Saturday, May 28

If female ‘teal’ independents can shift power in politics, imagine what’s possible beyond the election

When I was 12, Julia Gillard was the Australian prime minister and Barack Obama was the US President. At my young age, I thought that this image of leadership was normal, standard, nothing out of the ordinary.

How wrong I was.

Looking back, the political landscape seemed to be finally opening up. That’s why it’s surprising, and disappointing, that the wins since then have been few and far between.

Parliament continues to be dominated by wealthy white men. For a young Asian-Australian woman like me, it is a visual reminder of who holds the power and who does not.

I thought this image of leadership — a female prime minister — was normal, standard, nothing out of the ordinary.(AAP: Lukas Coch)

But we cannot get lost in pessimism. There is good reason to think this election will be a very different one. This time around, a record number of women are standing as independent candidates. If enough are successful, it could decide the next government. 

In 2022, 49 female candidates have launched independent campaigns, almost double the number of the previous election. Most are calling for action on climate change, gender equality and an end to corruption in politics.

Among the frontrunners aiming for Liberal aligned seats are Monique Ryan against Josh Frydenberg in Kooyong, Zoe Daniel against Tim Wilson in Goldstein, Sophie Scamps against Jason Falinski in Mackellar, Allegra Spender against Dave Sharma in Wentworth and Kylea Tink against Trent Zimmerman in North Sydney. 

Why are so many women putting their hands up to run?

The main reason, many of them say, is that the government has failed to take essential action on climate change. The Earth is on track to hit a 1.5C increase in about a decade. This will lead to irreversible devastation, including the submersion of low-lying Pacific states and frequent and severe floods, droughts and heatwaves that will affect billions more people.

A group of people in teal t-shirts pose for a photo with 'Allegra Spender' posters by the side of a road
Independent candidate for Wentworth Allegra Spender says we have to act now on climate change.(Supplied)

Australia has repeatedly ignored these warnings. In 2021, we ranked last out of all developed nations for our greenhouse gas emissions and failure to move beyond fossil fuels. Both major parties have made little mention of climate change this election and have been criticised for their funding connections to oil and gas.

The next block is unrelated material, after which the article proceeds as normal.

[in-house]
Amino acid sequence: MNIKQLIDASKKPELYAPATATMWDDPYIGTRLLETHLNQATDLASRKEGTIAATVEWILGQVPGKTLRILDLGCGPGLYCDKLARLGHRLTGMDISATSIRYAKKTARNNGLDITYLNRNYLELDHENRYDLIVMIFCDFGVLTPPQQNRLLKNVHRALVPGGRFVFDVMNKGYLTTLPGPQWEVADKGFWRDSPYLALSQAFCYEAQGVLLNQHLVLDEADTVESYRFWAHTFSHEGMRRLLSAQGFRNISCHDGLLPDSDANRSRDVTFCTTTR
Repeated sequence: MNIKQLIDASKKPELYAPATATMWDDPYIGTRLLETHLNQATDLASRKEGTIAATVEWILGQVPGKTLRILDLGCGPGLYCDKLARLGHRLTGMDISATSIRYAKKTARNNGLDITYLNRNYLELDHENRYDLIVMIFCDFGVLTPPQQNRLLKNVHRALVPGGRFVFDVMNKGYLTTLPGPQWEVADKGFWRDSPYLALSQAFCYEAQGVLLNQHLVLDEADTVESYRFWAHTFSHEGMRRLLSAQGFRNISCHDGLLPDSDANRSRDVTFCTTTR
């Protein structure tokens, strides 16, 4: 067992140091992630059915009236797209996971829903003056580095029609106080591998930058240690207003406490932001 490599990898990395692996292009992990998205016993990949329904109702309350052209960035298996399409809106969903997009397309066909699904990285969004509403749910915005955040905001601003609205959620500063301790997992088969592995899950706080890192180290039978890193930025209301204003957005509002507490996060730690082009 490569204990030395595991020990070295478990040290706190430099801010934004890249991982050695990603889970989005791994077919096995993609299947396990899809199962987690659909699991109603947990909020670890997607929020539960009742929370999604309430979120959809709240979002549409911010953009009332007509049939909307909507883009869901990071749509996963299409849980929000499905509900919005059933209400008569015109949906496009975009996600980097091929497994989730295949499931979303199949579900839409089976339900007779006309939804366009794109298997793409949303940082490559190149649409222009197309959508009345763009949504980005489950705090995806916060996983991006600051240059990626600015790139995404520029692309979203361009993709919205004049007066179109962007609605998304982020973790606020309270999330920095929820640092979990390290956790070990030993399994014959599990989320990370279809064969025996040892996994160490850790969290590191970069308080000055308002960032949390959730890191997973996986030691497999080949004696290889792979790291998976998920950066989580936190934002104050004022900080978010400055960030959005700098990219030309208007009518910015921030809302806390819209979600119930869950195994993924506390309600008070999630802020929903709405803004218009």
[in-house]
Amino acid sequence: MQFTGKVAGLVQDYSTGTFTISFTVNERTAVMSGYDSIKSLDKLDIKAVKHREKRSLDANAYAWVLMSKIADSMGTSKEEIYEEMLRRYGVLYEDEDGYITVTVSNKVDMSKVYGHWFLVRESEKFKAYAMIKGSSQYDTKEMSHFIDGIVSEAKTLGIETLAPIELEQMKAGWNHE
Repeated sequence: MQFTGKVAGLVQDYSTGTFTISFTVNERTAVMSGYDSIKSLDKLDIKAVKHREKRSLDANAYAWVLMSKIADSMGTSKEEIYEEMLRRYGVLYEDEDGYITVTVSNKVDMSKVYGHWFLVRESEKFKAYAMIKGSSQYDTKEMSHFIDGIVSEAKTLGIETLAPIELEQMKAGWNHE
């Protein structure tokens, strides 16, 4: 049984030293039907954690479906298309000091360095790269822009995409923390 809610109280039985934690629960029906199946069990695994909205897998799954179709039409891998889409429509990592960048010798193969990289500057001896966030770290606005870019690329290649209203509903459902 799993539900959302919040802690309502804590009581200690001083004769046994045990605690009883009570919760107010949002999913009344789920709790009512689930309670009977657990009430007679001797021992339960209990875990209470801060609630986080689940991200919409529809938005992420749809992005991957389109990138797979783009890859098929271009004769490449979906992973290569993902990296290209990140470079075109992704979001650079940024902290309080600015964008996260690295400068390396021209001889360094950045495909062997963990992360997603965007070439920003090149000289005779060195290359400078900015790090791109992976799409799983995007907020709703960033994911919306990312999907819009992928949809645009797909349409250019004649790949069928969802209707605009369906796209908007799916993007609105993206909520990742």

Allegra Spender, independent candidate for Wentworth, says she decided to run because she “could no longer watch from the sidelines”. She says the “next 10 years particularly for climate is crucial, and I believe we absolutely have to act now”.

Spender pledges to cut emissions by at least 50 per cent by 2030 and create a rapid transition to renewable energy. Other independents are pushing for an even higher 60-70 per cent emissions cut.

Demanding justice for survivors — and accountability

The government has also been heavily scrutinised for its failure to adequately address the culture of misogyny and sexual violence in Parliament. Last year, among other disclosures, Brittany Higgins alleged she was raped in Parliament House.

Liberal MP Christian Porter also faced an allegation of sexual assault when he was a teenager, which he strenuously denied.

Learning about these allegations was horrifying, but women did not turn away.

Yasmin Poole, a woman with dark brown hair, poses for a photo in front of the lawns of Parliament House Canberra
I truly believe that what happens on the ground will eventually shape what happens up on the hill, says Yasmin Poole.(Supplied)

I joined with women young and old to march on Parliament House to protest the treatment of women and call for justice for survivors. It was not a feeling of optimism. It was a demand for accountability. We stood together, strong.

The number of women running in this election shows that this movement has not fallen away. Most independent candidates are pushing for policies that ensure the safety, equity and respect of women, including the full implementation of the recommendations of the Jenkins Review to create a safer political culture. 

Ensuring integrity in government

The final pillar of the independent movement is ensuring integrity in politics. Nearly half of Australians do not trust the government to do the right thing.

To fix this, many independent candidates are backing a strong and independent anti-corruption commission to ensure that politicians are always acting in the people’s best interests.

Posted , updated 



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